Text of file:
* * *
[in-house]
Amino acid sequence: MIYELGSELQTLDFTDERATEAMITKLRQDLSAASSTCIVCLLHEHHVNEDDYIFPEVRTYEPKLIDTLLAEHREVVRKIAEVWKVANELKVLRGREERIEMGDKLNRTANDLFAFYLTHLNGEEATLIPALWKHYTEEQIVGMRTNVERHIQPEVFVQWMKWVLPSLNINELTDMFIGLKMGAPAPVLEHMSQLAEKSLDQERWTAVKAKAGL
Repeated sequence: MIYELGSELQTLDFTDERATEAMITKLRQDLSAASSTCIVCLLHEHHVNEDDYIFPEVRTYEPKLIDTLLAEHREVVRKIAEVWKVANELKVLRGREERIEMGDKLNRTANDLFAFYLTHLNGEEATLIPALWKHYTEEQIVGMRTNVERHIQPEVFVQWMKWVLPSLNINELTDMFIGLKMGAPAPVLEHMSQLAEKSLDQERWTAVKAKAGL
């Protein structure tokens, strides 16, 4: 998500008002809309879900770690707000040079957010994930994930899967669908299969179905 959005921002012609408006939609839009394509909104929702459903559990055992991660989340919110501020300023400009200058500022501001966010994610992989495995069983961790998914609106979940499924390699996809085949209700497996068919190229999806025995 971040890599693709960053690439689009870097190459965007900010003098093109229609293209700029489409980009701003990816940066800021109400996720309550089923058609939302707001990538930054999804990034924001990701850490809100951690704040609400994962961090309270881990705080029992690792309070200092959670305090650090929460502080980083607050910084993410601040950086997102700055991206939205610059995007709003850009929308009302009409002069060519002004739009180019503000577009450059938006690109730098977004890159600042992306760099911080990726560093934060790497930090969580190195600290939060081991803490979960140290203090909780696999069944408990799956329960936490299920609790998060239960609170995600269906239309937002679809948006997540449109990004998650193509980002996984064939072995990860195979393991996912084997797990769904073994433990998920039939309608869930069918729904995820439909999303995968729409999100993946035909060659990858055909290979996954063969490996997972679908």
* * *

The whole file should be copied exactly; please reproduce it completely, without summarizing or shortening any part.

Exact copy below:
[in-house]
Amino acid sequence: MIYELGSELQTLDFTDERATEAMITKLRQDLSAASSTCIVCLLHEHHVNEDDYIFPEVRTYEPKLIDTLLAEHREVVRKIAEVWKVANELKVLRGREERIEMGDKLNRTANDLFAFYLTHLNGEEATLIPALWKHYTEEQIVGMRTNVERHIQPEVFVQWMKWVLPSLNINELTDMFIGLKMGAPAPVLEHMSQLAEKSLDQERWTAVKAKAGL
Repeated sequence: MIYELGSELQTLDFTDERATEAMITKLRQDLSAASSTCIVCLLHEHHVNEDDYIFPEVRTYEPKLIDTLLAEHREVVRKIAEVWKVANELKVLRGREERIEMGDKLNRTANDLFAFYLTHLNGEEATLIPALWKHYTEEQIVGMRTNVERHIQPEVFVQWMKWVLPSLNINELTDMFIGLKMGAPAPVLEHMSQLAEKSLDQERWTAVKAKAGL
């Protein structure tokens, strides 16, 4: 998500008002809309879900770690707000040079957010994930994930899967669908299969179905 959005921002012609408006939609839009394509909104929702459903559990055992991660989340919110501020300023400009200058500022501001966010994610992989495995069983961790998914609106979940499924390699996809085949209700497996068919190229999806025995 971040890599693709960053690439689009870097190459965007900010003098093109229609293209700029489409980009701003990816940066800021109400996720309550089923058609939302707001990538930054999804990034924001990701850490809100951690704040609400994962961090309270881990705080029992690792309070200092959670305090650090929460502080980083607050910084993410601040950086997102700055991206939205610059995007709003850009929308009302009409002069060519002004739009180019503000577009450059938006690109730098977004890159600042992306760099911080990726560093934060790497930090969580190195600290939060081991803490979960140290203090909780696999069944408990799956329960936490299920609790998060239960609170995600269906239309937002679809948006997540449109990004998650193509980002996984064939072995990860195979393991996912084997797990769904073994433990998920039939309608869930069918729904995820439909999303995968729409999100993946035909060659990858055909290979996954063969490996997972679908």